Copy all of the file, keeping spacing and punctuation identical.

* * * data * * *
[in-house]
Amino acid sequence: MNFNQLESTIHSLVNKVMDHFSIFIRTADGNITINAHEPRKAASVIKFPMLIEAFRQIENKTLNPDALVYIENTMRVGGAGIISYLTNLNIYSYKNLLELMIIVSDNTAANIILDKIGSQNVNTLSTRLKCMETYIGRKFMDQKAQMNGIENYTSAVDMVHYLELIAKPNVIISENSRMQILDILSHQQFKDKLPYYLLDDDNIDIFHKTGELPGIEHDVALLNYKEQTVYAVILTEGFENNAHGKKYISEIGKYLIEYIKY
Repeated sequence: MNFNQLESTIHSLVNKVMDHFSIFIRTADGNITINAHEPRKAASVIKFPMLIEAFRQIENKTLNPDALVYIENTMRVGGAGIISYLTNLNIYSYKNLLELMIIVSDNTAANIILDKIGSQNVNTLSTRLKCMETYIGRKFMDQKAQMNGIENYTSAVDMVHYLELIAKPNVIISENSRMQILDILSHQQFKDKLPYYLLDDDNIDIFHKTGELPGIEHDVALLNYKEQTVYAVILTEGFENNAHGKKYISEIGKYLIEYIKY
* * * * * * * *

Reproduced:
[in-house]
Amino acid sequence: MNFNQLESTIHSLVNKVMDHFSIFIRTADGNITINAHEPRKAASVIKFPMLIEAFRQIENKTLNPDALVYIENTMRVGGAGIISYLTNLNIYSYKNLLELMIIVSDNTAANIILDKIGSQNVNTLSTRLKCMETYIGRKFMDQKAQMNGIENYTSAVDMVHYLELIAKPNVIISENSRMQILDILSHQQFKDKLPYYLLDDDNIDIFHKTGELPGIEHDVALLNYKEQTVYAVILTEGFENNAHGKKYISEIGKYLIEYIKY
Repeated sequence: MNFNQLESTIHSLVNKVMDHFSIFIRTADGNITINAHEPRKAASVIKFPMLIEAFRQIENKTLNPDALVYIENTMRVGGAGIISYLTNLNIYSYKNLLELMIIVSDNTAANIILDKIGSQNVNTLSTRLKCMETYIGRKFMDQKAQMNGIENYTSAVDMVHYLELIAKPNVIISENSRMQILDILSHQQFKDKLPYYLLDDDNIDIFHKTGELPGIEHDVALLNYKEQTVYAVILTEGFENNAHGKKYISEIGKYLIEYIKY